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Monday, August 15, 2022

Emilio Morenatti takes photos that the victims love

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When Emilio Morenatti photographed stacks of coffins in the Collserola crematorium during the worst phase of the pandemic, some responded on Twitter that it was a montage, that the boxes were empty. I wish it had been them. When Morenatti was kidnapped by gunmen in Gaza and when he lost a leg in a mine explosion in Kandahar, he never wavered in his determination to portray this cruel world through the eyes of the victims, the defenseless. when they posed for him women deformed by acid attacks in Pakistan, showed that there is beauty in tragedy.

Coffins at the Collserola crematorium in Barcelona on April 2, 2020. “I couldn’t believe the 280 coffins were full. I’ve thought about the story behind each of them. It was a very intense experience,” said the photographer.Emilio Morenatti (AP)

The trajectory of the graphic reporter from Jerez is checked in the last chapter of behind the moment row of 2 (and on RTVE Play) about the big names in Spanish photography. Morenatti started covering events in the local Cadiz press, shone in Efe and eventually got signed by the Associated Press and collected awards: Pulitzer, World Press Photo, Pictures of the Year, Ortega…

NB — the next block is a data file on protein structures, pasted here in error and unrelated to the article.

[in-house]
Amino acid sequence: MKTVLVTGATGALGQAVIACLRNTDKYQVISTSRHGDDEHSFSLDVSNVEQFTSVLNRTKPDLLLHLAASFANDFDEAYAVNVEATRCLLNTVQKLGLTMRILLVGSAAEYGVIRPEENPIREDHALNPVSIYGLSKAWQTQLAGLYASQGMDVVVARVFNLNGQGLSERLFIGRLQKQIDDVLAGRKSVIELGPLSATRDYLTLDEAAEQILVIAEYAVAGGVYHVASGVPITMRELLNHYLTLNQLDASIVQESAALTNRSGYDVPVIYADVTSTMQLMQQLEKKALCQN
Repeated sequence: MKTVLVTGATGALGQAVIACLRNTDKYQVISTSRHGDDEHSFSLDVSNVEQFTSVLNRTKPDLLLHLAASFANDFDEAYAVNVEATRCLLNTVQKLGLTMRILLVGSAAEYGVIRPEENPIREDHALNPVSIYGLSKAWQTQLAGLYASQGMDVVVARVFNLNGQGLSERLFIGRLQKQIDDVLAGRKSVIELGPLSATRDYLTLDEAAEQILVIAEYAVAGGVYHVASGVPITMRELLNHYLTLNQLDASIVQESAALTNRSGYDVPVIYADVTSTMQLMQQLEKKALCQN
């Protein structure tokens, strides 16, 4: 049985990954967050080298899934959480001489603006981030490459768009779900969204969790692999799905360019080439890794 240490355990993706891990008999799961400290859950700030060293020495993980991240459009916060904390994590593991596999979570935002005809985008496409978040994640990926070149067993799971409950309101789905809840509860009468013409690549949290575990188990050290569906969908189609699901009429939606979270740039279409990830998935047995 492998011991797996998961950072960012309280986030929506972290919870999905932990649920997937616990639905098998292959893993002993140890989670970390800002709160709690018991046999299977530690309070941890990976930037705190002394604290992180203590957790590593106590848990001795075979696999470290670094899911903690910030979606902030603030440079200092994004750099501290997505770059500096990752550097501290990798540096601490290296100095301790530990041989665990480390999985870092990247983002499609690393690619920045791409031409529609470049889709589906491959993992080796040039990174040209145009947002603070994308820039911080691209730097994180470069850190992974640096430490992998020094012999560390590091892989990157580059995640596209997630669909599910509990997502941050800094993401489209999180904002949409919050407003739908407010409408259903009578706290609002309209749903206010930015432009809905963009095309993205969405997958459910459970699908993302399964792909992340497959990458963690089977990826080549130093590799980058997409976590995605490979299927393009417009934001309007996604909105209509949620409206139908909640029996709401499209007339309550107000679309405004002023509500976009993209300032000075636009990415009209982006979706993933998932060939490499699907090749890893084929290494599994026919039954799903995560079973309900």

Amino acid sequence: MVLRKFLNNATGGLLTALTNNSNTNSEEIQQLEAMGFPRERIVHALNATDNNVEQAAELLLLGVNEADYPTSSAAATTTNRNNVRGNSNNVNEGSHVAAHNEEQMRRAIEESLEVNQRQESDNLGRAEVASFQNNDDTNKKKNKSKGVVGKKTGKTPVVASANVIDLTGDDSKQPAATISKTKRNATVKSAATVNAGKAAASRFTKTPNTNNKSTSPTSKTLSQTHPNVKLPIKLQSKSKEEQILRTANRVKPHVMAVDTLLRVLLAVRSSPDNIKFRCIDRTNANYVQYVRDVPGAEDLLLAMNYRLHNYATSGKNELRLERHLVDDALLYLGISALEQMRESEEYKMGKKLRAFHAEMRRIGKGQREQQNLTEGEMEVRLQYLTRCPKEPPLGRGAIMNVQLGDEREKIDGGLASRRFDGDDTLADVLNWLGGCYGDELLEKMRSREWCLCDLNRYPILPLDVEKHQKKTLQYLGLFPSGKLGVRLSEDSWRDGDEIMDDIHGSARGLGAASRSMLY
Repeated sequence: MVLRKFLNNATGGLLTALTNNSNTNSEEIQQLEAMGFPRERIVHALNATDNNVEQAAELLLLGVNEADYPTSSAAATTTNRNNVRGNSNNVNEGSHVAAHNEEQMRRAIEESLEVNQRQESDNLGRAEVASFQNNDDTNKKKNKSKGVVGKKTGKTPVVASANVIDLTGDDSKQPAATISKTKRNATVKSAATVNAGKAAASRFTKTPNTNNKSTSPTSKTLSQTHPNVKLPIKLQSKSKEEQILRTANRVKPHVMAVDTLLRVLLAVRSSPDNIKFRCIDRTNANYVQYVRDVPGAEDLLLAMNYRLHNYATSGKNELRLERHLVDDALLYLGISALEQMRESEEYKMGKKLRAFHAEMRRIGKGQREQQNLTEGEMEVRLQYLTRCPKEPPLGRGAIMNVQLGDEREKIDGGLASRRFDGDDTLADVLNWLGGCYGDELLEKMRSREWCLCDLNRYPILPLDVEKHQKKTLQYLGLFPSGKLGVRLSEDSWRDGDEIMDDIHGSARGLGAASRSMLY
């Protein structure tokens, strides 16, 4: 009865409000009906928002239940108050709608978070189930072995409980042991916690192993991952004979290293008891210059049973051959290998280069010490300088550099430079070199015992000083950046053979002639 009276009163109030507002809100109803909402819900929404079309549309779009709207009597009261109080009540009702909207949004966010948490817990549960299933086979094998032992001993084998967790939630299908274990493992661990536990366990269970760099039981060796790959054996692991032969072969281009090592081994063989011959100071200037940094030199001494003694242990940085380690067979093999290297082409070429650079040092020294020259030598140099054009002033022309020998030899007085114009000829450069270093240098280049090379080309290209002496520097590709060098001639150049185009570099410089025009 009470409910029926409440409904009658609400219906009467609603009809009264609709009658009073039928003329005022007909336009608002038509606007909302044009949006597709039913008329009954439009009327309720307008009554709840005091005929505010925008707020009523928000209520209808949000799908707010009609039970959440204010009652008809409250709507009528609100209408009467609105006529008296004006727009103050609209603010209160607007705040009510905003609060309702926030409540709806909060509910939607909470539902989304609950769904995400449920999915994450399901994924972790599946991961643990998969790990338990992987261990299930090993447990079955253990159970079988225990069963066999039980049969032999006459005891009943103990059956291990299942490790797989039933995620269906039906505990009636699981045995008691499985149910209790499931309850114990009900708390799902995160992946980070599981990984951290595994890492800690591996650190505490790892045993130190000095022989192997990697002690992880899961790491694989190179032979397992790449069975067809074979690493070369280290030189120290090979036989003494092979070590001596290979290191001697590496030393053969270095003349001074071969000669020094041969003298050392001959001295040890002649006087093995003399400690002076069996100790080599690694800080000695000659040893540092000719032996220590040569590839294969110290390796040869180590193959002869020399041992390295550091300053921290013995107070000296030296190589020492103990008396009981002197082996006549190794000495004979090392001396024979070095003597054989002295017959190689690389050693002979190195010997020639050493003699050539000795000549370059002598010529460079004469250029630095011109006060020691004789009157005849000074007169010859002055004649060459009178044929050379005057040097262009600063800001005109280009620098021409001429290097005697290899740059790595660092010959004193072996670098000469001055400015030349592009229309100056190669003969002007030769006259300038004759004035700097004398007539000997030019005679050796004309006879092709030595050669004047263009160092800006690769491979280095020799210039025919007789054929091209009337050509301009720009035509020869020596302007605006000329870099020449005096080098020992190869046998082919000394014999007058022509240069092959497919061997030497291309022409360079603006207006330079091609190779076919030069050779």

Photographers are not journalistic stars: they rarely appear on television, their signature is not sought, their face is unknown to us. But its powerful images are stored in our brains in a way written history never can. There is a lot of discussion in the editorial offices about the extent to which the horror of war, misery or violence should be shown. Morenatti has the sensibility to sidestep taboos – corpses, mutilated, abused, broken childhoods – while always preserving the sitter’s dignity. With tenderness, with empathy, even with hope. He knows that you have to see evil to understand it. Like now in Ukraine.

“I don’t digest human stupidity,” says the one who captured so much pain. “From Sarajevo here, haven’t we learned anything?” no He has learned to put us in each other’s shoes. It’s not little.

Emilio Morenatti, in 2021.
Emilio Morenatti, in 2021.Bernard Perez

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